The recycling system in Germany in one of the best in the world. The rules are fairly easy to follow. Colour coded rubbish bins are used for separating re-usable rubbish from waste. Unfortunately, not all municipalities use the same colour system; therefore, you must find out about the system in the town you live in.
The following items are recycled: packaging, biological waste, paper and glass.
Yellow bins are used for all packaging with a green dot printed on it. Examples of these types of packaging include yoghurt cups, milk cartons, tetra packs, aluminium cans and polystyrene. The waste should be lightly rinsed out before placing it in the bin. If you do not have a yellow bin, you can purchase yellow garbage bags at a nearby corner shop or at the town hall.
The blue bin is used for paper. Newspapers, magazines, cardboard boxes and other types of waste paper can be disposed of in this bin.
Biological waste, better known as compost, can be thrown into the brown bin. Any uncooked food waste, scraps, peels, coffee grind, tea bags and all garden waste can be placed in this bin.
Glass bins can be found in almost every neighbourhood. It is necessary to separate the bottles and jars into white, brown and green glass. The types of bottles and jars you can throw away include wine bottles, jam/jelly jars, oil bottles and preserve jars which are non-returnable, meaning you did not pay a deposit on them. Jar lids and corks should be removed. Please adhere to the times stated on the bin sand do not throw your bottles into the bin between the hours of 20:00 in the evening and 7:00 in the morning.
The residual waste bin is usually grey. It is used for items that can not be recycled such as smaller household items, nappies, textiles, personal hygiene items and tissues. If you do not have a separate brown bin and are not able to have your own compost heap in the garden you are allowed to dispose of your biological waste the household bin.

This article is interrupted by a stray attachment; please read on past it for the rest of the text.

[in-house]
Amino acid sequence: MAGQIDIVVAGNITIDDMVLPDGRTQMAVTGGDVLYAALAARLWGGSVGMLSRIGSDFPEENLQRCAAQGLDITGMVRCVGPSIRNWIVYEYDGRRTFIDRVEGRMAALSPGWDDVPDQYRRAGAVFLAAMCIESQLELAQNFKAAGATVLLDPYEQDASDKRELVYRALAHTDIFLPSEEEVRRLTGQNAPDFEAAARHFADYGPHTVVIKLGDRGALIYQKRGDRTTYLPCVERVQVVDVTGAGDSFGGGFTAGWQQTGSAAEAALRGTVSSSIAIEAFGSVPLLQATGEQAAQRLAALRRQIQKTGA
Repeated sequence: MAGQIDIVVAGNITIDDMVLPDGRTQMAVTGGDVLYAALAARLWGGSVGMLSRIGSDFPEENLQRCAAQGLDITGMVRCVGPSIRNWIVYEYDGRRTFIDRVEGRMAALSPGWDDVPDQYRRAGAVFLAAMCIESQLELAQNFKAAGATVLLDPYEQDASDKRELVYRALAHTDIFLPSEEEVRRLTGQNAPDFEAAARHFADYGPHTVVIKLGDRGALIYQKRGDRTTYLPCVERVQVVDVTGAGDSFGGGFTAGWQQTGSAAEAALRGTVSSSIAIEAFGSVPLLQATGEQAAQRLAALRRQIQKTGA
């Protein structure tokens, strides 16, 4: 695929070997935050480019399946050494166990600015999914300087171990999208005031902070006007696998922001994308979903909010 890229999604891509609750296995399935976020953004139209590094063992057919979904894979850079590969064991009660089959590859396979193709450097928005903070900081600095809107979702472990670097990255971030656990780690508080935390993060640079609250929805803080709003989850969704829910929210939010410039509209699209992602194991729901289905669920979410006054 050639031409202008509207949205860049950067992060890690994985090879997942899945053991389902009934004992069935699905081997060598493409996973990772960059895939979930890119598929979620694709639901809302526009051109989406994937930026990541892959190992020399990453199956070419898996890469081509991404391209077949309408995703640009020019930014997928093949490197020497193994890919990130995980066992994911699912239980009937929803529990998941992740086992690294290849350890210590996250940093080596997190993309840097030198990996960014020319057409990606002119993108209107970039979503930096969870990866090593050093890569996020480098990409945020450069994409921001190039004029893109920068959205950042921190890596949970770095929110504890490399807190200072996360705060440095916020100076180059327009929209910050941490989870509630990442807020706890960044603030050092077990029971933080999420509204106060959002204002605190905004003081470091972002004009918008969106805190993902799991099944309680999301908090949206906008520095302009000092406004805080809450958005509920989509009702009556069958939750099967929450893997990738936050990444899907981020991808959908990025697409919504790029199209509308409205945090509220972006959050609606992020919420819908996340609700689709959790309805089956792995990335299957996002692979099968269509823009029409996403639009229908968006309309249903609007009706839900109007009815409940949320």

Larger household items such as furniture can be placed on the street two times a year. Check your calendar to see when the dates are. Don’t forget to call your rubbish disposal company to inform them that you want to register for this service.
Hazardous waste, which includes energy saving light bulbs, fluorescent tubes, cans of paint still containing paint, thinners, adhesives, corrosives, disinfectants, insecticides, and similar products, has to be taken to a special disposal site. You can find these sites listed in the rubbish service calendar or by phoning the company. Please do not put this type of waste into the grey bin, it will be burnt with the rest of the "grey" waste, which could result in extremely poisonous gasses.
Batteries must be disposed of separately. There are small bins in most supermarkets.
Germans tend to take their recycling system very seriously. Once you figure out the system, it will be quite simple for you to follow!